Consider the following generating formula:

$$\frac{t}{e^t-1}=\sum_{n=1}^{\infty} B_n \frac{t^n}{n!}$$

There is some intuitive explanation about it?

I want to know because I need to proof to myself that the sum of the combination of the Bernoulli Numbers is $0$, like this: $$\sum_{u=1}^\infty {{n+1}\choose u} B_u = 0$$ I've already understood the entire proof, but it assumes that $\frac{t}{e^t-1}=\sum_{n=1}^{\infty} B_n \frac{t^n}{n!}$ so I want to proof (or see how it was found) this last part.


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    $\begingroup$ Generally that's a definition of the Bernoulli numbers. If that's not the definition for you, and neither is the recurrence relation, then you'll have to specify what definition you are operating on. $\endgroup$ – anon Jul 31 '13 at 4:45
  • $\begingroup$ @anon my definition of bernoulli numbers is that they are coefficients that create formulas for sum of powers. Assume that I'm Bernoulli and you need to teach me that $\frac{t}{e^t-1}=\sum_{n=1}^{\infty} B_n \frac{t^n}{n!}$ $\endgroup$ – Lucas Zanella Jul 31 '13 at 5:09
  • $\begingroup$ One can prove Faulhaber's formula in terms of the coefficients of $\frac{t}{e^t-1}$ as an exponential generating function. Since Faulhaber's formula uniquely define the Bernoulli numbers, this proves these coefficients and the $B_n$ numbers are one and the same. $\endgroup$ – anon Jul 31 '13 at 5:20
  • $\begingroup$ @anon but how did somebody find this equation? What passed in his head to show up this equation? What's the intuition behind this? I'm more intersted in a proof that doesn't assumes the formula before the proof $\endgroup$ – Lucas Zanella Jul 31 '13 at 5:25
  • $\begingroup$ "I'm more interested in a proof that doesn't assume the formula before the proof." You just told me you thought of this formula as the definition of the Bernoulli numbers. Now you're saying you don't want the formula to be assumed? That's contradictory. $\endgroup$ – anon Jul 31 '13 at 7:07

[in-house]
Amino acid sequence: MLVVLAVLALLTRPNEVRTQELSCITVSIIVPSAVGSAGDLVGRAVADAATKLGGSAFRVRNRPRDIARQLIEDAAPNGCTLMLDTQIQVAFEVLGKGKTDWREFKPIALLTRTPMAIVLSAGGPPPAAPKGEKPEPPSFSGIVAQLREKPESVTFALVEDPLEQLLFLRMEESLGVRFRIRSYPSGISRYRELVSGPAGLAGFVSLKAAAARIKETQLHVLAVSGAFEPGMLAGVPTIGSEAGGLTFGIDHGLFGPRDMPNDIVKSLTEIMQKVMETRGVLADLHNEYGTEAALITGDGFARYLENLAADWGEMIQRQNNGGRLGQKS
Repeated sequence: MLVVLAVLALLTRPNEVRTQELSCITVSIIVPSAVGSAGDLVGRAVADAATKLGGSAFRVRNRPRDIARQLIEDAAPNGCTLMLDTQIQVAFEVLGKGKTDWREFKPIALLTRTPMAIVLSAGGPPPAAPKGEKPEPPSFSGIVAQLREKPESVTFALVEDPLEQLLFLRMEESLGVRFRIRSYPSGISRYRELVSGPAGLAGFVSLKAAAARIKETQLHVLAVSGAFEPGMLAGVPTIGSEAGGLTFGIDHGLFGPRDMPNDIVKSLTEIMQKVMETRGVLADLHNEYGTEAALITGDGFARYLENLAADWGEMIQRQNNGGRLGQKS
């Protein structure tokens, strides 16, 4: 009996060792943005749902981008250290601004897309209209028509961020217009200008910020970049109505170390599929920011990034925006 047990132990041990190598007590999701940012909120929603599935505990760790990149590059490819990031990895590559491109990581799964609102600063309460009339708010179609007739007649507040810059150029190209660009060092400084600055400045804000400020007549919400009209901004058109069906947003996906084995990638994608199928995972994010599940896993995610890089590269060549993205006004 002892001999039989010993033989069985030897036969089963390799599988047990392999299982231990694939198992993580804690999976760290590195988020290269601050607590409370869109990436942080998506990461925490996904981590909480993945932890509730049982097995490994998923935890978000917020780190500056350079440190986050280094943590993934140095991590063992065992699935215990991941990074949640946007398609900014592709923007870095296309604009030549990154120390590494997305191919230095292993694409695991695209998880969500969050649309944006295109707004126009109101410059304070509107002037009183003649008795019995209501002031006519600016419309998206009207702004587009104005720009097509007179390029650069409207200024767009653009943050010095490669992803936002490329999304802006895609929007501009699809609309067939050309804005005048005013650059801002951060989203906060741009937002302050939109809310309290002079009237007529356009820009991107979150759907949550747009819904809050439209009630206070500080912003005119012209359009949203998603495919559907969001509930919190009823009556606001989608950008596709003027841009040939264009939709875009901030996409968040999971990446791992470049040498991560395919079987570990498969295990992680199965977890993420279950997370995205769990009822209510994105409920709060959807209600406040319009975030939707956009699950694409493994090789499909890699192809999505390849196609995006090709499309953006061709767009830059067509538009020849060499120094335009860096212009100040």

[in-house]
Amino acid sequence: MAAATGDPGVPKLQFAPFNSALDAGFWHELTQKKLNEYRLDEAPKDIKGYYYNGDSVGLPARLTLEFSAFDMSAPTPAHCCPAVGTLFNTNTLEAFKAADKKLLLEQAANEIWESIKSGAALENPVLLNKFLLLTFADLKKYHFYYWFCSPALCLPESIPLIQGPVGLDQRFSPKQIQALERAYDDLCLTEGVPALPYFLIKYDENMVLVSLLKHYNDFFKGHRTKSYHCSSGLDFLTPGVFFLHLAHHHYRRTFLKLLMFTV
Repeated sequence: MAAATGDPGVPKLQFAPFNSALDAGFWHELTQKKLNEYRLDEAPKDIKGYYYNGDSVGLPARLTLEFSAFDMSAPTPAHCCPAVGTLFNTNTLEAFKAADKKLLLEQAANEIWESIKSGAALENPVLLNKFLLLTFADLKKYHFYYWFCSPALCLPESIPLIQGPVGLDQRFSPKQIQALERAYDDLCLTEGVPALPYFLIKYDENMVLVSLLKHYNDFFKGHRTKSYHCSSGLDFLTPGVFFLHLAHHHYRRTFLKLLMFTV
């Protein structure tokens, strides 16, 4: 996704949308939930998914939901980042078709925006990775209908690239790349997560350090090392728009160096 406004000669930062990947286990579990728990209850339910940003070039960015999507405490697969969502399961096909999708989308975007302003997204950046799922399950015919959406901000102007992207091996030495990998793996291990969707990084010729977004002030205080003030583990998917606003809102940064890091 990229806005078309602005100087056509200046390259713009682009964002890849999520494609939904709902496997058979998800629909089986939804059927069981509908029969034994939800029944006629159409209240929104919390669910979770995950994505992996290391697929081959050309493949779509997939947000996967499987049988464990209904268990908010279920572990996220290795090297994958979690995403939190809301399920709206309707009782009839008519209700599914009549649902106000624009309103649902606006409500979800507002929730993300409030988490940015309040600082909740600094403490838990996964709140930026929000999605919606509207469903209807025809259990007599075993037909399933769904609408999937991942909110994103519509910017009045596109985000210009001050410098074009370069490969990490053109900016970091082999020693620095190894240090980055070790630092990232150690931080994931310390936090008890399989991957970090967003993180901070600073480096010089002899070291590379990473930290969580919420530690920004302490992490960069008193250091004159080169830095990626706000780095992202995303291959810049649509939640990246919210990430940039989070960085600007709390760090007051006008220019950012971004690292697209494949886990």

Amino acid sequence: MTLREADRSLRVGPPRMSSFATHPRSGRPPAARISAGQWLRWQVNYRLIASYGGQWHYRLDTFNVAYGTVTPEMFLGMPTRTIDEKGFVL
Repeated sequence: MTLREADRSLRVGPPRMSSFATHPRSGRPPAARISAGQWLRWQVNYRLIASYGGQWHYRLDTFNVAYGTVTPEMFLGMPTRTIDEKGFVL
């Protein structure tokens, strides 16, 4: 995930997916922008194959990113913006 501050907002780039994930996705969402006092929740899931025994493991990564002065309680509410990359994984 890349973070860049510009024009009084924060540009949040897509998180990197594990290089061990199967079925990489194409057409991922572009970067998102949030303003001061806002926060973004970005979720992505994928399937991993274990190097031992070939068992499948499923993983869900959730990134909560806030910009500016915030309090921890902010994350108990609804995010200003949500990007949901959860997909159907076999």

Let's assume that $g(x)$ is given and we try to find out $f(n)$

$$ f(n)=\sum_{i=1}^n g(i) $$

$$ f(n+1)=\sum_{i=1}^{n+1}g(i) $$

$$ f(n+1)-f(n)=g(n+1) \tag 1$$

We know Taylor expansion

$$ f(x+h)=f(x)+hf'(x)+\frac{h^2 f''(x)}{2!}+\frac{h^3f'''(x)}{3!}+.... $$


$$ f(n+1)=f(n)+f'(n)+\frac{f''(n)}{2!}+\frac{f'''(n)}{3!}+.... $$

If we put $f(n+1)$ taylor expansion in Equation $1$

$$f(n+1)-f(n)=g(n+1)$$ $$ f(n)+f'(n)+\frac{f''(n)}{2!}+\frac{f'''(n)}{3!}+....-f(n)=g(n+1) $$

$$ f'(n)+\frac{f''(n)}{2!}+\frac{f'''(n)}{3!}+...=g(n+1) \tag 2$$

$$ f(n)+\frac{f'(n)}{2!}+\frac{f''(n)}{3!}+\frac{f'''(n)}{4!}+...=\int g(n+1) dn $$

We need $f(n)$ if so we need to cancel $f'(n)$ . So we need to

$$ -\frac{1}{2} ( f'(n)+\frac{f''(n)}{2!}+\frac{f'''(n)}{3!}+...)=-\frac{1}{2}g(n+1) $$

$$ f(n)+ (-\frac{1}{2.2} +\frac{1}{3!})f''(n)+(-\frac{1}{2.3!} +\frac{1}{4!})f'''(n)+...=\int g(n+1) dn-\frac{1}{2}g(n+1) $$

$$ f''(n)+\frac{f'''(n)}{2!}+\frac{f^{4}(n)}{3!}+...=\frac{d(g(n+1))}{dn} $$

If you continue in that way to cancel $f^{r}(n)$ terms step by step, you will get

$$ f(n)=\int g(n+1) dn-\frac{1}{2}g(n+1)+\frac{1}{12}\frac{d(g(n+1))}{dn}+a_4\frac{d^2(g(n+1))}{dn^2}+a_5\frac{d^3(g(n+1))}{dn^3}+... $$

This is Euler-Maclaurin formula. (Please see also the Applications of the Bernoulli numbers). I just wanted to show Bernoulli numbers seen in one of the very important formulas in mathematics .

Where $$a_n=  \frac{B_n}{n!}$$.

Because If you try to find out the coefficients of $\frac{t}{e^t-1}$ by polynomial division. You can get exactly same coefficients that seen in Euler-Maclaurin formula.

The Bernoulli numbers appear in Jacob Bernoulli's most original work "Ars Conjectandi" published in Basel in 1713 in a discussion of the exponential series.

You can also see that The Bernoulli numbers appears in the power series of $tan(x)$. https://en.wikipedia.org/wiki/Taylor_series (Check the List of Maclaurin series of some common functions)

Proof: $$\frac{t}{e^t-1}=\frac{t}{t+\frac{t^2}{2!}+\frac{t^3}{3!}+\frac{t^4}{4!}+...}=1+\frac{(1-1)t-\frac{t^2}{2!}-\frac{t^3}{3!}-\frac{t^4}{4!}-...}{t+\frac{t^2}{2!}+\frac{t^3}{3!}+\frac{t^4}{4!}+...}=1-\frac{+\frac{t^2}{2!}+\frac{t^3}{3!}+\frac{t^4}{4!}+...}{t+\frac{t^2}{2!}+\frac{t^3}{3!}+\frac{t^4}{4!}+...}$$



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    $\begingroup$ So, Bernoulli's work was only empirical? $\endgroup$ – Lucas Zanella Feb 17 '14 at 4:32

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